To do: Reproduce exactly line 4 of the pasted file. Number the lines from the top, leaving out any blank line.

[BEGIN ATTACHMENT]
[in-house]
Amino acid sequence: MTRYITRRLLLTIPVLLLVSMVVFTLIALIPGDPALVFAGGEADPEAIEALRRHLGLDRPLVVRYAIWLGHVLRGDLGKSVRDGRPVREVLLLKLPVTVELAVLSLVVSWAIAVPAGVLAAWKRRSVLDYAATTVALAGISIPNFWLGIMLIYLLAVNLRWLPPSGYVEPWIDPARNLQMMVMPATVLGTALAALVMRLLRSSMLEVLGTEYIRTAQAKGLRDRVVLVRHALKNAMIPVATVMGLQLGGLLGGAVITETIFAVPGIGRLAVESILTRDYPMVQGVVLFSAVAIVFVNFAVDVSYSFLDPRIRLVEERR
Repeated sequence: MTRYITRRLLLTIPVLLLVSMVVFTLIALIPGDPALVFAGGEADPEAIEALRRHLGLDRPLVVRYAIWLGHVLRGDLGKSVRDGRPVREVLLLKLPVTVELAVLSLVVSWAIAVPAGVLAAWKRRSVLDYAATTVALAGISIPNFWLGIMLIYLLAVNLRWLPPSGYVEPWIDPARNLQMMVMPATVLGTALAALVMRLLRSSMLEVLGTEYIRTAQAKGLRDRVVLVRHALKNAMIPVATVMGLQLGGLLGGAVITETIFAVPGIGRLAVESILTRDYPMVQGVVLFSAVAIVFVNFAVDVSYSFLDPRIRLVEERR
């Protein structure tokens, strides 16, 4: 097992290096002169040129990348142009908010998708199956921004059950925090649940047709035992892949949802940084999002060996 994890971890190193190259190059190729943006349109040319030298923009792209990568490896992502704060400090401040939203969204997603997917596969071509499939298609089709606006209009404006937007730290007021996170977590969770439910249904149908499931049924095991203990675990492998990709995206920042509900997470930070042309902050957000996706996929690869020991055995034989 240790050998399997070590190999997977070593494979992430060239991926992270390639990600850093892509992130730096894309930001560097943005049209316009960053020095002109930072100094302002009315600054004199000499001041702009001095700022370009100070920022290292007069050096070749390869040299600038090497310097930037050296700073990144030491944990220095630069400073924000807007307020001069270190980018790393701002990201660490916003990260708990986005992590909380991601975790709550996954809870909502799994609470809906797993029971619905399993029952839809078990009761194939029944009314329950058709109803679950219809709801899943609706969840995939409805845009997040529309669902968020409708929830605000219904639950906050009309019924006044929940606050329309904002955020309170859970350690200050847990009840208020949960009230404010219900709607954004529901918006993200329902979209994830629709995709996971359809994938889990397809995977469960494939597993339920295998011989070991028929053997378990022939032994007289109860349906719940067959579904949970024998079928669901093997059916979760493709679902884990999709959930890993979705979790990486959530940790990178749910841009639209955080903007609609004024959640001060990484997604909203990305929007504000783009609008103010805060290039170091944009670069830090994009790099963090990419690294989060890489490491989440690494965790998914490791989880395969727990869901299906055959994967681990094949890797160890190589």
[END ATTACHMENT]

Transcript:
């Protein structure tokens, strides 16, 4: 097992290096002169040129990348142009908010998708199956921004059950925090649940047709035992892949949802940084999002060996 994890971890190193190259190059190729943006349109040319030298923009792209990568490896992502704060400090401040939203969204997603997917596969071509499939298609089709606006209009404006937007730290007021996170977590969770439910249904149908499931049924095991203990675990492998990709995206920042509900997470930070042309902050957000996706996929690869020991055995034989 240790050998399997070590190999997977070593494979992430060239991926992270390639990600850093892509992130730096894309930001560097943005049209316009960053020095002109930072100094302002009315600054004199000499001041702009001095700022370009100070920022290292007069050096070749390869040299600038090497310097930037050296700073990144030491944990220095630069400073924000807007307020001069270190980018790393701002990201660490916003990260708990986005992590909380991601975790709550996954809870909502799994609470809906797993029971619905399993029952839809078990009761194939029944009314329950058709109803679950219809709801899943609706969840995939409805845009997040529309669902968020409708929830605000219904639950906050009309019924006044929940606050329309904002955020309170859970350690200050847990009840208020949960009230404010219900709607954004529901918006993200329902979209994830629709995709996971359809994938889990397809995977469960494939597993339920295998011989070991028929053997378990022939032994007289109860349906719940067959579904949970024998079928669901093997059916979760493709679902884990999709959930890993979705979790990486959530940790990178749910841009639209955080903007609609004024959640001060990484997604909203990305929007504000783009609008103010805060290039170091944009670069830090994009790099963090990419690294989060890489490491989440690494965790998914490791989880395969727990869901299906055959994967681990094949890797160890190589």